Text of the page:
• The patients’ symptoms have been most similar to those caused by certain viruses, including poliovirus, non-polio enteroviruses, adenoviruses, and West Nile virus. See a list of viruses associated with AFM.
    • Enteroviruses can cause neurologic illness, including meningitis. However, more severe disease, such as encephalitis and AFM, is not common. Rather, they most commonly cause mild illness.
  • CDC has tested many different specimens from the patients for a wide range of pathogens (germs) that can cause AFM. To date, we have not consistently detected a pathogen (germ) in the patients’ spinal fluid; a pathogen detected in the spinal fluid would be good evidence to indicate the cause of AFM since this illness affects the spinal cord.
  • The increase in AFM cases in 2014 coincided with a national outbreak of severe respiratory illness among people caused by enterovirus D68 (EV-D68). Among the people with AFM, CDC did not consistently detect EV-D68 in the specimens collected from them. In 2015 there were no cases of EV-D68 detected and so far in 2016, only limited sporadic cases of EV-D68 have been detected in the United States.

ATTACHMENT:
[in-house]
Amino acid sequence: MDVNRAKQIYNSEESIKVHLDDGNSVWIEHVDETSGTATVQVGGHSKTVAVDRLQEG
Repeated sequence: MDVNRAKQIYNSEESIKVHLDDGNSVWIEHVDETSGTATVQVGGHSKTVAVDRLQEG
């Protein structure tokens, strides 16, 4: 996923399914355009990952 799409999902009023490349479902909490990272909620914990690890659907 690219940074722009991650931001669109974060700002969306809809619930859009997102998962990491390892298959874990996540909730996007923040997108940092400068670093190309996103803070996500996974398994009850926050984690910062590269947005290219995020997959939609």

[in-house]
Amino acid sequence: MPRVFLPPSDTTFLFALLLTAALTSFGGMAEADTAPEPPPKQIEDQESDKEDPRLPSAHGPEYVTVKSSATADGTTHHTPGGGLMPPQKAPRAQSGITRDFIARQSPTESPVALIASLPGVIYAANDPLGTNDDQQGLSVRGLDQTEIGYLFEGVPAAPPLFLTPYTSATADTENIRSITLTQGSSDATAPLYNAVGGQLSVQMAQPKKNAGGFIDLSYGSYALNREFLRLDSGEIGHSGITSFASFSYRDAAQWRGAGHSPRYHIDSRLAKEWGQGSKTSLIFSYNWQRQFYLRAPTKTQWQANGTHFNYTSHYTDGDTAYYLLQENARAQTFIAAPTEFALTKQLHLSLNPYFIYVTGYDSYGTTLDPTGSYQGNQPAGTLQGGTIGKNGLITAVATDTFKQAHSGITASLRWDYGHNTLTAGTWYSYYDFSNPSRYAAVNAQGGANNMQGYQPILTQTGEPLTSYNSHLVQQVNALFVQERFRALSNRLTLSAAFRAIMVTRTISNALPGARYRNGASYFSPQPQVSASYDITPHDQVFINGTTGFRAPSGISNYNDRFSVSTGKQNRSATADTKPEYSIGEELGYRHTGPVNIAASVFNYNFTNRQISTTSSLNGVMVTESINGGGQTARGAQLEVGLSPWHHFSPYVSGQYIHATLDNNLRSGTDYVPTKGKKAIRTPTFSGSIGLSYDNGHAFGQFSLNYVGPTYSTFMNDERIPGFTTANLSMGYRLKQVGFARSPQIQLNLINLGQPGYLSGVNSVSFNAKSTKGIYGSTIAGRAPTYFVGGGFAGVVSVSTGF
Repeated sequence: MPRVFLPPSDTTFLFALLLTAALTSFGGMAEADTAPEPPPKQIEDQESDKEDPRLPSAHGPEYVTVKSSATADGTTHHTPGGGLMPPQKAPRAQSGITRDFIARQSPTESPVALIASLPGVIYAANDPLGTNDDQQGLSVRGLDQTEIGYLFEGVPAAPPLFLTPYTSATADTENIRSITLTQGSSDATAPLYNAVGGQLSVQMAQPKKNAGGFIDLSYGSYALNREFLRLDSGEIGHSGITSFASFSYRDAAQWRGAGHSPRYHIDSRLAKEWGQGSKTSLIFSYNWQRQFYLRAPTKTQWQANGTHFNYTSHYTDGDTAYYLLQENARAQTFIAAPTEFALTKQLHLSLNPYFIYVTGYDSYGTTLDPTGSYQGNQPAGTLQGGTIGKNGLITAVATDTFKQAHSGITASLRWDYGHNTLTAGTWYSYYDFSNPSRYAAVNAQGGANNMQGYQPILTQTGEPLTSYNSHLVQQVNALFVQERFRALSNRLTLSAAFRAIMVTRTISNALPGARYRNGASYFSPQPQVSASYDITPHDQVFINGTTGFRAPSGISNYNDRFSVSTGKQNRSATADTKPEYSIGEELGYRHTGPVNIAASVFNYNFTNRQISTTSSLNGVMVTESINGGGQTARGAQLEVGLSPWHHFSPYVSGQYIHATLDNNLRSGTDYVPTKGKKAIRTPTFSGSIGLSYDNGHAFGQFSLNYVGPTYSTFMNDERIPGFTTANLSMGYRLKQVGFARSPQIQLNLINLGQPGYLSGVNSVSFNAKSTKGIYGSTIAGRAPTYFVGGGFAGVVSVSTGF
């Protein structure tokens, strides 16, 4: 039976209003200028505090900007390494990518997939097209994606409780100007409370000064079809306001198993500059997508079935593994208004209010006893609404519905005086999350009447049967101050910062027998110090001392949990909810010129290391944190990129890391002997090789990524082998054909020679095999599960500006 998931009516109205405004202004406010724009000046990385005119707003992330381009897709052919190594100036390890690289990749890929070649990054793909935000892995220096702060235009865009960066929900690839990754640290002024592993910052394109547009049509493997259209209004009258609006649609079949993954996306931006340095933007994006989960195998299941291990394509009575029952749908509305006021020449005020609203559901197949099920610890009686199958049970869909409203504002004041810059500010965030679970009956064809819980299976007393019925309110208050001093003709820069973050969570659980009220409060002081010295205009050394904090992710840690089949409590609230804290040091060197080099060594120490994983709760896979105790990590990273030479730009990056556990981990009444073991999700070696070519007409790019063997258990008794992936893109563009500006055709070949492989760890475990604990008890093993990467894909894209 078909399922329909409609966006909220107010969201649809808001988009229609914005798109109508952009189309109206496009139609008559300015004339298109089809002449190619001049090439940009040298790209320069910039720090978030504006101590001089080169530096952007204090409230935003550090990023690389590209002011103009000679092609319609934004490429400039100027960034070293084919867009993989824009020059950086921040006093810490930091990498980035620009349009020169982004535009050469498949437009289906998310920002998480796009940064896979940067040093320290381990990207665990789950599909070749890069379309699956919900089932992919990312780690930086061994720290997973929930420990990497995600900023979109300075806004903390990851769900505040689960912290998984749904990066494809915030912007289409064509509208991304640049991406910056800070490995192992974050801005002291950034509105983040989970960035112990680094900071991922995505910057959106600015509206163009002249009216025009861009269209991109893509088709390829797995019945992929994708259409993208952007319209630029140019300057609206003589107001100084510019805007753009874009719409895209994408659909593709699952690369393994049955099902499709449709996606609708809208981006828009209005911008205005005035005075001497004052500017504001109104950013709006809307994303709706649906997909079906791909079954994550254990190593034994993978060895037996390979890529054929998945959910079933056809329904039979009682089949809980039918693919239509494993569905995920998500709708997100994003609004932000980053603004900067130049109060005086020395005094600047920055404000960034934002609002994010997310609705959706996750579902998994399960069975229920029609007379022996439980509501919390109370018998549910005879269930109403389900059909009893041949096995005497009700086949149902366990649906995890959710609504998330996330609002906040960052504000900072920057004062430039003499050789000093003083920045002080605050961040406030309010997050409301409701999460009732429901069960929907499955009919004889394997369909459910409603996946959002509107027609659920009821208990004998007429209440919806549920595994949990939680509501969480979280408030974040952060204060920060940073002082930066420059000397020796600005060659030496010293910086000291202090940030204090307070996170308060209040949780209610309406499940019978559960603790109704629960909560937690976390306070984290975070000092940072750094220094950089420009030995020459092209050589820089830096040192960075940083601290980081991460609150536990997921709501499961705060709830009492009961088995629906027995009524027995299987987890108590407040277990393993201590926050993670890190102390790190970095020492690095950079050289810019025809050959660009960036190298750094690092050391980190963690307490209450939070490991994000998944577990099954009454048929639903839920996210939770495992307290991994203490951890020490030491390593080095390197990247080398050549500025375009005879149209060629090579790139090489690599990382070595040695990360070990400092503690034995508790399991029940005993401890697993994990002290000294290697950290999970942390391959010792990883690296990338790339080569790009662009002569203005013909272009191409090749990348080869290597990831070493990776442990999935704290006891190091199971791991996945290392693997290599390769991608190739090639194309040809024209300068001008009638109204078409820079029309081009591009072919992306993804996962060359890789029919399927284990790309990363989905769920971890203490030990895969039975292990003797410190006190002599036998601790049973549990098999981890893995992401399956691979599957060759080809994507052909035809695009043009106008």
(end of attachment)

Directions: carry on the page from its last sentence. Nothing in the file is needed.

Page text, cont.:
What We Don't Know

What we don’t know about the AFM cases reported since August 2014:
  • Despite extensive testing, CDC does not yet know the cause of the AFM cases.
  • It is unclear what pathogen (germ) or immune response is causing the disruption of signals sent from the nervous system to the muscles causing weakness in the arms and legs.
  • CDC has not yet determined who is at higher risk for developing AFM, or the reasons why they may be at higher risk.